Our lives, like our dreams, have holes. Gaps of perception, gaps of memory and understanding. Everything we see, we see only in part. The act of living in a city—any city—involves our willingness to fill in these gaps: the construction of a narrative that places us at the center, or along the periphery, of something we nevertheless imagine as fundamentally complete. “Los Angeles” is different things to different people, but I am asked all the time what it is like to live here, as if my perception could be any more accurate than anyone else’s. All I can ever say is that I’m confounded by its distances. Places I imagine are twenty minutes away turn out to be twice that. I’ve lived here much of my life, but... my mind has a tendency to knit things far tighter than they are.
Lev Rukhin’s Dreamscapes does this kind of knitting too, only Rukhin works not just with space, but with time. The rusted-out sign of a gas station; the sleek suit of a dandy in patent leather shoes; the red blur of a double-decker bus: these images are at once dislocated and ideally contiguous.
We accept them as belonging to a single, delicious, pageant. If the matter of this show is only Angeleno in part—if Dreamscapes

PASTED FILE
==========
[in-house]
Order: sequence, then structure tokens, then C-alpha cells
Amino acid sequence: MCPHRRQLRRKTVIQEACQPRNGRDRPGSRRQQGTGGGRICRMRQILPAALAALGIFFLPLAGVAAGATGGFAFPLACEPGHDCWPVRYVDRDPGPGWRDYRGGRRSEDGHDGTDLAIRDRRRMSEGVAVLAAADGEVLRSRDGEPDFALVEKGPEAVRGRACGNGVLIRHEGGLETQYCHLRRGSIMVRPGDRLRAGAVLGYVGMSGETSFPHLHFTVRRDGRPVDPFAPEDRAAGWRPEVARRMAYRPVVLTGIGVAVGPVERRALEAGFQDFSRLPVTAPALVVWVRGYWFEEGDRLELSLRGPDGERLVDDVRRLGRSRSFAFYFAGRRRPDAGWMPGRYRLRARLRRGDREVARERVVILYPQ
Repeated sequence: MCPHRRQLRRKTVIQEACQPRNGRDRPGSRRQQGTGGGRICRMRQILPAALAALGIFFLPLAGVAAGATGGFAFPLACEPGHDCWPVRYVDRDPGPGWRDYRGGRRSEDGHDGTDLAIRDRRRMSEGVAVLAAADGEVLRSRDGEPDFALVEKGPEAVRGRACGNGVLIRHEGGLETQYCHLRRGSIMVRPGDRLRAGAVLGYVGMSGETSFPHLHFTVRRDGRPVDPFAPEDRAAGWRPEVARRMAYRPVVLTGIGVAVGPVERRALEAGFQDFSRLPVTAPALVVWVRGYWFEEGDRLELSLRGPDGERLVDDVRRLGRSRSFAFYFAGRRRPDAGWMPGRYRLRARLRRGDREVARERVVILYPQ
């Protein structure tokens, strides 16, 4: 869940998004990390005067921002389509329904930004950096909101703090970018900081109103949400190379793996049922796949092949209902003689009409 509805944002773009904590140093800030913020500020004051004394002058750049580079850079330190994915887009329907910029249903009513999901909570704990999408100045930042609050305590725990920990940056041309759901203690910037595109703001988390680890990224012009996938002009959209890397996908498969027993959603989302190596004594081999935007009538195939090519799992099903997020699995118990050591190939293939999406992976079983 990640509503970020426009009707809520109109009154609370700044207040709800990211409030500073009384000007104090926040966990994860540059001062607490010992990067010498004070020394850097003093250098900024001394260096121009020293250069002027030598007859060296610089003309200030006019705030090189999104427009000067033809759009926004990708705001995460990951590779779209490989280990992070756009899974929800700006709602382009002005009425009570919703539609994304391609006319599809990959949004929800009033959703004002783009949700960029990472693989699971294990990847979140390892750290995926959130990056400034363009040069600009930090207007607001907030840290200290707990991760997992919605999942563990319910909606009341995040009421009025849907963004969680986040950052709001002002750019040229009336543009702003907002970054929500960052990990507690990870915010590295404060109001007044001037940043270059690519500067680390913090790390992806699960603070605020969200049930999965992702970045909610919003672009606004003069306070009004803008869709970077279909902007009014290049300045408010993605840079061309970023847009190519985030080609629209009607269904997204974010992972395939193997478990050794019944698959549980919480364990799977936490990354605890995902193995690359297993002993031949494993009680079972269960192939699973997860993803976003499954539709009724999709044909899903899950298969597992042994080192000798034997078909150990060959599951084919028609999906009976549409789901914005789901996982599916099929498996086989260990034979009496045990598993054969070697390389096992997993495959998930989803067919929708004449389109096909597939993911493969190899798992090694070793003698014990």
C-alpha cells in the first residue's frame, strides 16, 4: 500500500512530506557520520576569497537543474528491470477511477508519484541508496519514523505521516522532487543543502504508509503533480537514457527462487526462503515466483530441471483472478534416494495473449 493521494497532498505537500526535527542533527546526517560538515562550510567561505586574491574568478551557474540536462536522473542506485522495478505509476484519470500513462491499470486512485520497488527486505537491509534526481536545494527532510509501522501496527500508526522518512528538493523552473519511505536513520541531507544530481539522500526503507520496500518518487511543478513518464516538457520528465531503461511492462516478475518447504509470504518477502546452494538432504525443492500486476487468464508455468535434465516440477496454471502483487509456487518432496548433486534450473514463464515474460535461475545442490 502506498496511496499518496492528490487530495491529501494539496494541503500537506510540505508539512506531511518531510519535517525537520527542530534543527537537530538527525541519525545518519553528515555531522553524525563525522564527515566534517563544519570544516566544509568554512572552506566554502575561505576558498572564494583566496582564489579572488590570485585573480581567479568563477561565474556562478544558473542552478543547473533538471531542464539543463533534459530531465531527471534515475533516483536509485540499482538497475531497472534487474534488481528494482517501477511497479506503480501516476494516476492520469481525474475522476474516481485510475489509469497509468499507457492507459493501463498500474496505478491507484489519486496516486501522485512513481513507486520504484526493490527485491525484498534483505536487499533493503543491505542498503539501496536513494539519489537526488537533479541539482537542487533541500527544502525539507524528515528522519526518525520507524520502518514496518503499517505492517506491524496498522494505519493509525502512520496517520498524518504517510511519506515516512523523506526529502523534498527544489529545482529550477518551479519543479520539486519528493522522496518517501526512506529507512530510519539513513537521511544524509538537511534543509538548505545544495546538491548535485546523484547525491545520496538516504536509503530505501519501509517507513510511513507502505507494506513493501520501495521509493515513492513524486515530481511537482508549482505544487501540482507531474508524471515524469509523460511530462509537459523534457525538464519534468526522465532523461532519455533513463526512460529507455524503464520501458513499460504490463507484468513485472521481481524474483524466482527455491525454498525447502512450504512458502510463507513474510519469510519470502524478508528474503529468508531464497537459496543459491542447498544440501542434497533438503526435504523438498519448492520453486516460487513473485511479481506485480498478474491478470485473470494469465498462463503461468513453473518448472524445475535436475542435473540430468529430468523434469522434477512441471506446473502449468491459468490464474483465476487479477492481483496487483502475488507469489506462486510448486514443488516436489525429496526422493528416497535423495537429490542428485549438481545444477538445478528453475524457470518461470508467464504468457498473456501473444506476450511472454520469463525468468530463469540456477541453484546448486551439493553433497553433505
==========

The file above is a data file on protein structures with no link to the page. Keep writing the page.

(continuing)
is largely composed of rougher urban junk and desert foliage, and of the racing, primary colors of London—the mood is unmistakably so. In their playfulness, in their strangeness, in their mix of ludicrousness, lushness and languor, and in their rustling and relentless motion—Rukhin’s images are never still—Rukhin’s panels speak of Los Angeles as it is, which is not precisely how we see it.
I’ve lived here a long time. I see, in Dreamscapes, a debt—explicit in one of the panels’ titles—to David Hockney, but if Hockney saw the city in its 20th Century radiance, Rukhin sees it in its contemporary chaos, its startling, juxtapositive richness. I can stare at these pieces for hours and never cease to be startled by them. What they show feels brand new, but also, somehow, like it’s been here all along.